CHAMPS Charter High School of the Arts

Op-Ed: The Silencing of Rape Culture

Harvey Weinstein, an American film producer and former film studio executive, has been accused of sexually assaulting multiple women.

“Harvey Scissorhands,” a name given to Weinstein by multiple directors, has given women opportunities in film, but has asked for more in return.

Men have been abusing their power and forcing women to do the unthinkable in order for them to get their big break. From Hugh Hefner to Donald Trump, Americans have been cradled into a society where men can do what they choose and not be held accountable for their actions

Women are over the oppression they face in American society. Men need to be held accountable for their actions even if they hold a position in the public eye.

“The men of Hollywood need to know they own no woman,” Rose McGowan, an American actress, told The Hollywood Reporter in a recent interview.

It would make sense if it were the 1920s and women had just been given the right to vote, but this is 2018. The idea that men have the final say in what goes and how it has to happen still has not changed. We must continue to fight for either gender’s fundamental rights.

In a society so seemingly open to change, it is shocking to think that women are still valued and objectified based on their body and not what they have to offer, something that Weinstein has been doing since the 1970s, when he and his brother, Bob Weinstein, created a small film company named Miramax. From 1979 to March of 2005, the Weinstein brothers led Miramax, but later that September, departed and founded The Weinstein Company.

The casting couch, the trading of sexual favors by an employee to a superior in return for career advancement, became prominent and standard. Sex for fame became common.

Weinstein had not been directly accused, but his sleazy reputation became notorious in Hollywood. In 1998, Gwyneth Paltrow, an American actress and singer, came forward on “The Late Show with David Letterman” that Weinstein “will coerce you to do a thing or two.”

Paltrow only being 22 at the time, had no other choice but to follow her advisor. Her discomfort is visible and after saying what she went through, it was all swept back under the rug when Weinstein was praised and applauded for his remarkable films.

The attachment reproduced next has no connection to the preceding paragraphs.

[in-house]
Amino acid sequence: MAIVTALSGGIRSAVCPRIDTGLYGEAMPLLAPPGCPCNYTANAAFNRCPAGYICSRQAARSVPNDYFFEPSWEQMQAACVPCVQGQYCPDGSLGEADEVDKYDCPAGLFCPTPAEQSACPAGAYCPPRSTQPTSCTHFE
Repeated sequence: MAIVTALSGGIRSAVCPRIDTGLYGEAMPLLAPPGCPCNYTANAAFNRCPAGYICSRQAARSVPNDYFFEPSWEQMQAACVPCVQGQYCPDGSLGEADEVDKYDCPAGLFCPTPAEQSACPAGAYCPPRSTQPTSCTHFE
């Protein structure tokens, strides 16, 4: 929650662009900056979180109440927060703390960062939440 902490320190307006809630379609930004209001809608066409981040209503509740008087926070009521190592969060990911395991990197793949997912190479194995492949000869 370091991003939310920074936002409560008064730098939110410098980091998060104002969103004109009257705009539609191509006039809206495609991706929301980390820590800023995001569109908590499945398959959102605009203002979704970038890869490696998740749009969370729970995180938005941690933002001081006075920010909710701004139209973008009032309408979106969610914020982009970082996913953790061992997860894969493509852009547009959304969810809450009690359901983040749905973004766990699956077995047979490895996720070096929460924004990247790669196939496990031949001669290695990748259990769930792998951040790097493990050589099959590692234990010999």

In 1999, Asia Argento, an Italian actress, singer, and model, wrote and directed a scene in her film Scarlet Diva based on her experience with Weinstein.

From 2005 to 2016, Weinstein had been referenced and alluded to with tales of misconduct and yet nothing happened. This shows how a white man with power can do whatever he wants and yet nothing will happen.

The idea that if Weinstein was a man of color, the whole concept of rape or abuse would be taken more seriously, is quite concerning. We have stereotyped and dehumanized people of color in films and in their day life. The outcome is that when they are sentenced or accused, they face harsher conditions.

In “Unequal Sentences for Blacks and Whites,” by the Editorial Board of the New York Times, The Sarasota Herald-Tribune investigated sentencing disparities in Florida. As a result of the investigation, the fact that African-American defendants get more time in prison than caucasians with identical criminal histories, was exposed.

We as a society need to face reality and not let white privilege be the reason why these abusers are given a second chance. They need to face the consequences and be held liable because abusing women and stripping them of their rights is not something that should be taken lightly.

On Oct. 5, 2017, the first eight rape allegations against Weinstein were published by Jodi Kantor and Megan Twohey in The New York Times. Ashley Judd, Emily Nestor, and six other women were the first to inspire many others.

On Oct. 18, 2017, the list of eight rape allegations had grown to forty. A movement inspired by women for women, the idea that women are able to talk about their experiences has caused a ripple effect and allowed others to do the same.

“The fact that these women are starting to speak out about the gross misconduct of one of our most important and well regarded film producers, is incredibly brave and has been deeply shocking to hear. The way Harvey Weinstein has treated these vulnerable, talented young women is NOT the way women should ever, ever deem to be acceptable or commonplace in any workplace,” said by Kate Winslet, an English actress, in a statement given from Variety.

More and more women have felt comfortable with being able to share their experiences. A campaign known as #MeToo was started in 2006 by Tarana Burke, a woman who experienced sexual assault and wanted to help other women and girls who had gone through similar circumstances.

Alyssa Milano, an American actress, producer, activist, and former singer has brought #MeToo to social media when she tweeted an image on October 15 that read, “If all women who have been sexually harassed or assaulted wrote ‘#MeToo’ as a status, we might give people a sense of the magnitude of the problem.” As a result, there have been more than five hundred thousand social media post with the caption.

The Me Too campaign is the starting point, opening a discussion about sexual harassment and abuse that prevents the culture of silence, not only in Hollywood, but throughout the world.

Women are speaking up and they will be heard. They will be liberated and allowed to live in peace knowing they are not the only ones.

Our generation has the choice to continue moving forward or to remain stagnant. Let us be the generation that is not afraid to speak up and hold people accountable for their actions. If we work together we are capable of achieving great things.

If you have experienced sexual violence and are in need of crisis support, please call the RAINN Sexual Assault Hotline at 1-800-656-HOPE (4673).